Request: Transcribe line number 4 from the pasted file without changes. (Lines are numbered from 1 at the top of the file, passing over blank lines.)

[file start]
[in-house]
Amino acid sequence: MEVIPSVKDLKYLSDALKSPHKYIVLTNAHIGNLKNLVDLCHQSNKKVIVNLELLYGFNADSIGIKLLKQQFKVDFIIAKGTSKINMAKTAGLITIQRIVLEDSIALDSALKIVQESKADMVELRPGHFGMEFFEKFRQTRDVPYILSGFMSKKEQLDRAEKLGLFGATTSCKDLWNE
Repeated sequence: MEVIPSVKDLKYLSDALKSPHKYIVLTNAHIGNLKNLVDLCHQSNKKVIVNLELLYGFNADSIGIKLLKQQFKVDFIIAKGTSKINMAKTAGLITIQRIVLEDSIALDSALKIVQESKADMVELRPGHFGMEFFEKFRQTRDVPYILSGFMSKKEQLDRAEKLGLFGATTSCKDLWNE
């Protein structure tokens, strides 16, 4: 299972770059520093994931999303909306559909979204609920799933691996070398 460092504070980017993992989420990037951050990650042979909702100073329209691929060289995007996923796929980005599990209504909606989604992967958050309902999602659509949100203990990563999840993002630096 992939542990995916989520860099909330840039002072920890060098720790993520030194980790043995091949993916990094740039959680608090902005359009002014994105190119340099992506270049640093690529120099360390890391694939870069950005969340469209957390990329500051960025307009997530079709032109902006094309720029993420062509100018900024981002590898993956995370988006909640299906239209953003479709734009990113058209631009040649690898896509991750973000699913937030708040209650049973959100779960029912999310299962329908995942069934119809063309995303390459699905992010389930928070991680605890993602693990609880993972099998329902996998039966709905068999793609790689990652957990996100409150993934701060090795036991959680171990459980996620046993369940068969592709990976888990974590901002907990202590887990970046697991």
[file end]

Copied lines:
């Protein structure tokens, strides 16, 4: 299972770059520093994931999303909306559909979204609920799933691996070398 460092504070980017993992989420990037951050990650042979909702100073329209691929060289995007996923796929980005599990209504909606989604992967958050309902999602659509949100203990990563999840993002630096 992939542990995916989520860099909330840039002072920890060098720790993520030194980790043995091949993916990094740039959680608090902005359009002014994105190119340099992506270049640093690529120099360390890391694939870069950005969340469209957390990329500051960025307009997530079709032109902006094309720029993420062509100018900024981002590898993956995370988006909640299906239209953003479709734009990113058209631009040649690898896509991750973000699913937030708040209650049973959100779960029912999310299962329908995942069934119809063309995303390459699905992010389930928070991680605890993602693990609880993972099998329902996998039966709905068999793609790689990652957990996100409150993934701060090795036991959680171990459980996620046993369940068969592709990976888990974590901002907990202590887990970046697991």